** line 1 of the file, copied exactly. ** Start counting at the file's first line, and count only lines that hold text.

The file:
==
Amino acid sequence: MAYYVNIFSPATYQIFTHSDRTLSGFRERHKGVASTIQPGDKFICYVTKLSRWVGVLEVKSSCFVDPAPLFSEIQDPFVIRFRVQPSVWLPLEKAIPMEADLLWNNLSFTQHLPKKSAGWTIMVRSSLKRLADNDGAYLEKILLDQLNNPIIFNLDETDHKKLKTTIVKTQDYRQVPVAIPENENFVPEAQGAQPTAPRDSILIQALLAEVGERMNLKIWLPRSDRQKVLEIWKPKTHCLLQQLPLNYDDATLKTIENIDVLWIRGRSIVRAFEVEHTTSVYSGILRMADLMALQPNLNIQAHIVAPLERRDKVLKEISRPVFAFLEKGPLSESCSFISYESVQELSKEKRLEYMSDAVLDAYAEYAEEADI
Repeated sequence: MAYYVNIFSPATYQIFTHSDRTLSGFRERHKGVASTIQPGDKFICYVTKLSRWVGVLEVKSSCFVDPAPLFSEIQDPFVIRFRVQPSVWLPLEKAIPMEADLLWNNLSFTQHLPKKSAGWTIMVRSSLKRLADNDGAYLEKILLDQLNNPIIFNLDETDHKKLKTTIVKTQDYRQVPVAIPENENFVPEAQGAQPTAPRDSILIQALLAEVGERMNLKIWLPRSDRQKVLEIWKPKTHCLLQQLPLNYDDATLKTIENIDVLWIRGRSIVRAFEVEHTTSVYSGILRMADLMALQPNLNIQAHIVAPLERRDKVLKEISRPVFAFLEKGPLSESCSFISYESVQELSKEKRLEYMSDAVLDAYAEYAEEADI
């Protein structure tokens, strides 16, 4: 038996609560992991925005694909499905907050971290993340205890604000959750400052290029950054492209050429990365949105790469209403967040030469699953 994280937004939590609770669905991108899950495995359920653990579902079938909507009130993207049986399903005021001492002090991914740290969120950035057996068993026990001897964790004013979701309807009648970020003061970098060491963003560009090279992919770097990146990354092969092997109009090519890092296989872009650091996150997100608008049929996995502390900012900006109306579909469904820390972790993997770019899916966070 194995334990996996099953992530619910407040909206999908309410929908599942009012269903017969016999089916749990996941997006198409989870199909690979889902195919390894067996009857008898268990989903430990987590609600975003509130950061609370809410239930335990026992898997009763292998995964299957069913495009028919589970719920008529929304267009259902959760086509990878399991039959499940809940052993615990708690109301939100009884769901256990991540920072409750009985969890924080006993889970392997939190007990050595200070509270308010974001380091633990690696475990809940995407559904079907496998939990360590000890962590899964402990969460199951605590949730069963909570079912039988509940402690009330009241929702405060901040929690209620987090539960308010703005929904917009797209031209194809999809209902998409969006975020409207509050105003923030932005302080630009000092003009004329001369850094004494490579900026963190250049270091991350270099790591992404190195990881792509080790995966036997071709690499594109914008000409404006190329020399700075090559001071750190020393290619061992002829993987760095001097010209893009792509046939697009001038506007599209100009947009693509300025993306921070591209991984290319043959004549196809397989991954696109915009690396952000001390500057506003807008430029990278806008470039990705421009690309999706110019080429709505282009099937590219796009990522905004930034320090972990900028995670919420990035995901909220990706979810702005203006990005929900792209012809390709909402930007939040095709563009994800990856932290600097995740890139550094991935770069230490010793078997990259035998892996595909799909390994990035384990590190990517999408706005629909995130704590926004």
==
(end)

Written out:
Amino acid sequence: MAYYVNIFSPATYQIFTHSDRTLSGFRERHKGVASTIQPGDKFICYVTKLSRWVGVLEVKSSCFVDPAPLFSEIQDPFVIRFRVQPSVWLPLEKAIPMEADLLWNNLSFTQHLPKKSAGWTIMVRSSLKRLADNDGAYLEKILLDQLNNPIIFNLDETDHKKLKTTIVKTQDYRQVPVAIPENENFVPEAQGAQPTAPRDSILIQALLAEVGERMNLKIWLPRSDRQKVLEIWKPKTHCLLQQLPLNYDDATLKTIENIDVLWIRGRSIVRAFEVEHTTSVYSGILRMADLMALQPNLNIQAHIVAPLERRDKVLKEISRPVFAFLEKGPLSESCSFISYESVQELSKEKRLEYMSDAVLDAYAEYAEEADI